Research: Sugary Sodas Linked Again to Heart Disease Risk

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Sugary Sweetened Sodas Linked Increased Heart Disease Risk

Soda

Soda

There is almost nothing more American than an ice cold Coke on a hot and sunny day.  It is not only iconic, but it is also very effective at quenching one’s thirst.  I remember going to football games with my father as a child.  We would go to a small mom and pop steak and provolone grill in Morgantown, WV.  The high light of the visit was an ice cold Coke in the glass deposit bottles.  I would never have guessed it was bad for you.  The problem is the sugar is truly terrible for you and who would drink one if you knew that it might increase your risk of dying prematurely of coronary artery disease.  Based on recent research, soda does just that: a hazard to your health.   The researchers used the data from the REGARDS study that looked at strokes[1].  It was an observational study so a link and not cause is what can be determined.  The subjects were nearly 18,000 black and white over the age of 45 after they screened out patients with heart disease.  The data was collected with a questionnaire to look for trends in the population.  They found that as little as two cans of soda or 24 ounces daily can be linked to increased heart disease when compared to this that averages less than 1 ounce per day.    The same correlation was not found when they looked at other sources of sugar.  

Prior studies have shown a link between consumption of sugar-sweetened products and diabetes type 2, heart disease, and obesity and some chronic diseases[2],[3].  None have looked at the association between added sugar and the risk of death.  All of them have been observational.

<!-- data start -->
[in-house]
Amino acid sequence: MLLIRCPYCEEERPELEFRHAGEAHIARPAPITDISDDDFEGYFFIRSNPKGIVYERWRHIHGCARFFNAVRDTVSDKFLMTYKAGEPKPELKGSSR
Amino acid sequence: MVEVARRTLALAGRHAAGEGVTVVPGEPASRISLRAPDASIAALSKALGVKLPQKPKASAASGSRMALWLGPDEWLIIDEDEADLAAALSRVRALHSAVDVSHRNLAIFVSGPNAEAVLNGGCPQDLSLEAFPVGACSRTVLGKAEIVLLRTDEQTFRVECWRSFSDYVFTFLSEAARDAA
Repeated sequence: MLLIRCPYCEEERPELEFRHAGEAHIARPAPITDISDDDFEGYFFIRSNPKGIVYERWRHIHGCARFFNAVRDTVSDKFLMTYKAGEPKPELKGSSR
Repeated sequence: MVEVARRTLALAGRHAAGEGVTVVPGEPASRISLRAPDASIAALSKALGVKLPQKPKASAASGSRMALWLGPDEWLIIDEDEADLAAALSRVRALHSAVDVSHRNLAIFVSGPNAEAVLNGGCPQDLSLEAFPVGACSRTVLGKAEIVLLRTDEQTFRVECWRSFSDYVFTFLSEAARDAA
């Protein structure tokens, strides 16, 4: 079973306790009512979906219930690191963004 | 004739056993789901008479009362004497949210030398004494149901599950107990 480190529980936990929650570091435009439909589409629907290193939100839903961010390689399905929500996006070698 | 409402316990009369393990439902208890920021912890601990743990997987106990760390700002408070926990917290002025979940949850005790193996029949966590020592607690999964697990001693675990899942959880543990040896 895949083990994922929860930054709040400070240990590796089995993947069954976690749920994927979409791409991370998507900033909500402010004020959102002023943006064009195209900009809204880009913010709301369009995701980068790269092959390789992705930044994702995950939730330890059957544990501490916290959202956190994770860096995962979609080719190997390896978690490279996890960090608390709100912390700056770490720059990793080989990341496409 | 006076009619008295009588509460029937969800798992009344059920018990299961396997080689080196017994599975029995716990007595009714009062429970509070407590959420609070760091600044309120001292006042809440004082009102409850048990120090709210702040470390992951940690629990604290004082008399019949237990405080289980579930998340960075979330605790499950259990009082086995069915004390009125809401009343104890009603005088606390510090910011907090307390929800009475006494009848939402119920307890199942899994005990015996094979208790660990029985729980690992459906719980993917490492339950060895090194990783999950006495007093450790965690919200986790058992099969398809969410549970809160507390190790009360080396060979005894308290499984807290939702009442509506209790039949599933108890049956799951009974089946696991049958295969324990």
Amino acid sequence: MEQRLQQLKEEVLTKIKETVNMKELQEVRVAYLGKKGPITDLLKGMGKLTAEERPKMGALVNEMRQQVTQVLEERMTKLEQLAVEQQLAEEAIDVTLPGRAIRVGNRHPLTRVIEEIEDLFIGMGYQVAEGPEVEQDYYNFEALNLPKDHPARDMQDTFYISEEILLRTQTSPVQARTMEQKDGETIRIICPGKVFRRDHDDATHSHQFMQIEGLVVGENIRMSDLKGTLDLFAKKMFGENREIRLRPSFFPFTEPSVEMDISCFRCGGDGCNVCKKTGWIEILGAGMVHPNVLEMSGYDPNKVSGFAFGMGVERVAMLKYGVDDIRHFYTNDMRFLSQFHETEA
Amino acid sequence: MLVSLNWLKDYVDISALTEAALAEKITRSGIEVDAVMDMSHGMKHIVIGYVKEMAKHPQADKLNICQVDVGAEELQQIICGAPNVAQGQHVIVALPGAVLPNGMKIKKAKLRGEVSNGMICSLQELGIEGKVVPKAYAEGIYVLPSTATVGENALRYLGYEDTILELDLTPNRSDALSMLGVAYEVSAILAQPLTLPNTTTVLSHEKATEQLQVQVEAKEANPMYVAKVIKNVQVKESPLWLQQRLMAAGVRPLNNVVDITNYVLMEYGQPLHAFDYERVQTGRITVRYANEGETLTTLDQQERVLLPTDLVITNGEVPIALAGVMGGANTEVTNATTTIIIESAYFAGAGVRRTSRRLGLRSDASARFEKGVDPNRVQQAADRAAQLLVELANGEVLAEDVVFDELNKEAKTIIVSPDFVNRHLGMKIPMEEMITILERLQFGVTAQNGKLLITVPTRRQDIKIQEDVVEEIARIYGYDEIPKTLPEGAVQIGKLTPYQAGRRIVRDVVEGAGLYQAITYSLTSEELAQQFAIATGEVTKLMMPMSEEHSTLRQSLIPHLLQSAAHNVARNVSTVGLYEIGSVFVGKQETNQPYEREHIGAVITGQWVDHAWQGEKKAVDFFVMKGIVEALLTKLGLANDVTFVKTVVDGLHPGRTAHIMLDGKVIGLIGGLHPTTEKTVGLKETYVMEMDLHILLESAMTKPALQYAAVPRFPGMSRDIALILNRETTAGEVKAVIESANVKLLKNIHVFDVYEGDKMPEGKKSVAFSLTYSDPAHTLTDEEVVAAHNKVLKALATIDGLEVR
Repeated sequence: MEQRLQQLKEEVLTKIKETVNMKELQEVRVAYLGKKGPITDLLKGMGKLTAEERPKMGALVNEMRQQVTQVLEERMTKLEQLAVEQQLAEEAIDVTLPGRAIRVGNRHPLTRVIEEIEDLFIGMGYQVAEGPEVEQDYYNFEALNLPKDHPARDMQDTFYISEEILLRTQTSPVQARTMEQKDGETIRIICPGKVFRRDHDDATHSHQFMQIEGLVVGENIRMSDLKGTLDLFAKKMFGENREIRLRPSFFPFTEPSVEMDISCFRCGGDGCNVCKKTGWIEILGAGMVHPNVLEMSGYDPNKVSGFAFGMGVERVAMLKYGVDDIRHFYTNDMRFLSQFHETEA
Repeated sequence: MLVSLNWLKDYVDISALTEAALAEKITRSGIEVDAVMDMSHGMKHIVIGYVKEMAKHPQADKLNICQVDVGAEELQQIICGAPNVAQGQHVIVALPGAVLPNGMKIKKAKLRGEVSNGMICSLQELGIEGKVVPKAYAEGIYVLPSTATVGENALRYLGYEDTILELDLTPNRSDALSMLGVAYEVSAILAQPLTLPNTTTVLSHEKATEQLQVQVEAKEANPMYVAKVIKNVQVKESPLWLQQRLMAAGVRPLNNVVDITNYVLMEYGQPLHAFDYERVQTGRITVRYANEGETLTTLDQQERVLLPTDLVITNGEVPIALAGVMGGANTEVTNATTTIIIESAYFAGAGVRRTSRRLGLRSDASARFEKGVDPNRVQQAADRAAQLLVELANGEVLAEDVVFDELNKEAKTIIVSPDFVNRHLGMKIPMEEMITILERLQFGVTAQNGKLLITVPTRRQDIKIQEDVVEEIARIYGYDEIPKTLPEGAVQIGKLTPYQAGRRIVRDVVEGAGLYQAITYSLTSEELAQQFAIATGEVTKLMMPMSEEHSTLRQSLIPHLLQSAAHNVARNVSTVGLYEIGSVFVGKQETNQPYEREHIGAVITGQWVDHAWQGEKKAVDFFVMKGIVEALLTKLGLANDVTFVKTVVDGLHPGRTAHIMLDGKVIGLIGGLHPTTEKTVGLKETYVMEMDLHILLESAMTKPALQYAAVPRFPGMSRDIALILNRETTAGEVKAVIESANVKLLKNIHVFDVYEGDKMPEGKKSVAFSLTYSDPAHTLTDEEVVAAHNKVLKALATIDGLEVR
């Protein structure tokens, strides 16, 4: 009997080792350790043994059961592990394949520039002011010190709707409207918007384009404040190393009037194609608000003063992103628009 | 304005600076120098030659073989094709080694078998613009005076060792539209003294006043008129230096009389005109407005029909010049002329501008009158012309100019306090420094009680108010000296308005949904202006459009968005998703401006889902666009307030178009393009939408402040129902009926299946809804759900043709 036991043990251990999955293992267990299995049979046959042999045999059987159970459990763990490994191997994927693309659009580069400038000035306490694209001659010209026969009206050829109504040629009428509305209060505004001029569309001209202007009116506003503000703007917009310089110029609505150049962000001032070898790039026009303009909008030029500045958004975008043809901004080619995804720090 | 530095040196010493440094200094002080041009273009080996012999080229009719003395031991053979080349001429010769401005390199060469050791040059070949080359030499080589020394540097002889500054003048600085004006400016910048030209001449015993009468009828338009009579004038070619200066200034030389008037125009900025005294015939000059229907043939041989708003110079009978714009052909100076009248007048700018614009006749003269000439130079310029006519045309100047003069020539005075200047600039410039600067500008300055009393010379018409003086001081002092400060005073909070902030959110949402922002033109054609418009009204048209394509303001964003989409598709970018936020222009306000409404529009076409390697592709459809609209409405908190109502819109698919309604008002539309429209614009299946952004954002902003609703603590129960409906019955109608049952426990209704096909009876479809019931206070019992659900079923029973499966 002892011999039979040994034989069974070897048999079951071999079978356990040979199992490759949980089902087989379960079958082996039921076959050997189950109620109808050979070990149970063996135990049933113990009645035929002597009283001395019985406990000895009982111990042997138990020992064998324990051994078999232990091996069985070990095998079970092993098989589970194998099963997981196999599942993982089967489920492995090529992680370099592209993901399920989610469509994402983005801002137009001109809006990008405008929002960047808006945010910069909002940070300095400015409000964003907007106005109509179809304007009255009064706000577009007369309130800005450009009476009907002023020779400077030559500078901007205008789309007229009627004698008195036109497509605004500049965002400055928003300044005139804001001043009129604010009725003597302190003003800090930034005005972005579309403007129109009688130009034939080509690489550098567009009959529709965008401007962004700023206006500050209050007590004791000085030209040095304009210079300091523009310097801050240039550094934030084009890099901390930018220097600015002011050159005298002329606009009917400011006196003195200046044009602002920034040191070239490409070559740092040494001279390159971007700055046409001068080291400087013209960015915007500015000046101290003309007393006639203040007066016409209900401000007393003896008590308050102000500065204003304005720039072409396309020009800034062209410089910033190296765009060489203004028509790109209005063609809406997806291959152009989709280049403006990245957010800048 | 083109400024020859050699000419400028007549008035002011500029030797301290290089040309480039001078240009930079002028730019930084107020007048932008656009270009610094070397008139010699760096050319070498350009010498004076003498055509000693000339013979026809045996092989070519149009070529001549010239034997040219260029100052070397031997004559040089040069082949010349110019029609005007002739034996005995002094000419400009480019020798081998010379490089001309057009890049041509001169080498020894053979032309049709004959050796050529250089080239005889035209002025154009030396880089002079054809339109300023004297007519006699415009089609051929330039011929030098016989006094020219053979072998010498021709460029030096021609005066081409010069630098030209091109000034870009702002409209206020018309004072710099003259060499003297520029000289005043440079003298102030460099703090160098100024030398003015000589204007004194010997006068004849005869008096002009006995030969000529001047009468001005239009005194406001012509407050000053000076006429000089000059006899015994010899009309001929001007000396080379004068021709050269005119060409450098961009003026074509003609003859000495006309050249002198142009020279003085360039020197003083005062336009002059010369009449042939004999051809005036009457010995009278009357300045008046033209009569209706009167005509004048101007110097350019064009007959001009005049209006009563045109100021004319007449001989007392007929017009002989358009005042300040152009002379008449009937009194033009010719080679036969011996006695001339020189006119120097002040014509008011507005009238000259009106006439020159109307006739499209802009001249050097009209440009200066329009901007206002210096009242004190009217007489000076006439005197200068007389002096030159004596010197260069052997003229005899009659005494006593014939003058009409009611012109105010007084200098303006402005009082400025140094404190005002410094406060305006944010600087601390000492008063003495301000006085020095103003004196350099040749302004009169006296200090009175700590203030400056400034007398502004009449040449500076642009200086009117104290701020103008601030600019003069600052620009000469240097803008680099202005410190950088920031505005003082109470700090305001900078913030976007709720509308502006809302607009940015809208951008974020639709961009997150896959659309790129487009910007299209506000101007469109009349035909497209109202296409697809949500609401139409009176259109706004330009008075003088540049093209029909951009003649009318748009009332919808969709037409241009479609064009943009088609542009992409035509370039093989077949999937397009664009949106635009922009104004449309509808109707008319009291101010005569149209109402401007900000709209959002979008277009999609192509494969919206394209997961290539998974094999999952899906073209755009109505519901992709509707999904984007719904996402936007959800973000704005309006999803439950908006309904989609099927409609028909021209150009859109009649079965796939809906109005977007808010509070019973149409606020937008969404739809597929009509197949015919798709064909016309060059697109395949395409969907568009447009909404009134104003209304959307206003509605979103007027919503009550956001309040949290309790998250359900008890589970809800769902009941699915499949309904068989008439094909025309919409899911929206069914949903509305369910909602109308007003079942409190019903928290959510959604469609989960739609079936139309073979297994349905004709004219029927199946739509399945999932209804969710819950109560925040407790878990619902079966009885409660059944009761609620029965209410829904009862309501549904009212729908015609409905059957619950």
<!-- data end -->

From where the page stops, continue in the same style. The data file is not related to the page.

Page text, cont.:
The bottom line:  Sugar-sweetened beverages appear to be an independent risk for heart disease.  More research is needed to confirm causality, but at a time when many of us are trying to lose weight and be more healthy, there is no place for sugar-sweetened beverages.  If you find soda a difficult part to cut out of your daily routine, use this as motivation to quit or cut back.  

References

[1]
“Drinking sugary drinks may be associated with greater risk of death,” EurekAlert!, 28-Mar-2018. [Online]. Available: https://www.eurekalert.org/pub_releases/2018-03/aha-dsd031418.php. [Accessed: 11-Apr-2018]
[2]
Q. Yang, Z. Zhang, E. W. Gregg, W. D. Flanders, R. Merritt, and F. B. Hu, “Added Sugar Intake and Cardiovascular Diseases Mortality Among US Adults,” J, vol. 174, no. 4, p. 516, Apr. 2014 [Online]. Available: 10.1001/jamainternmed.2013.13563″ target=”_blank” rel=”noopener noreferrer”>http://dx.doi.org/10.1001/jamainternmed.2013.13563
[3]
F. Hu and V. Malik, “Sugar-sweetened beverages and risk of obesity and type 2 diabetes: Epidemiologic evidence,” Physiol Behav, vol. 100, no. 1, pp. 47–54, Feb. 2010. [PMC]
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About the Author

ChuckH
I am a family physician who has served in the US Army. In 2016, I found myself overweight, out of shape, and unhealthy, so I made a change to improve my health. This blog is the chronology of my path to better health and what I have learned along the way.

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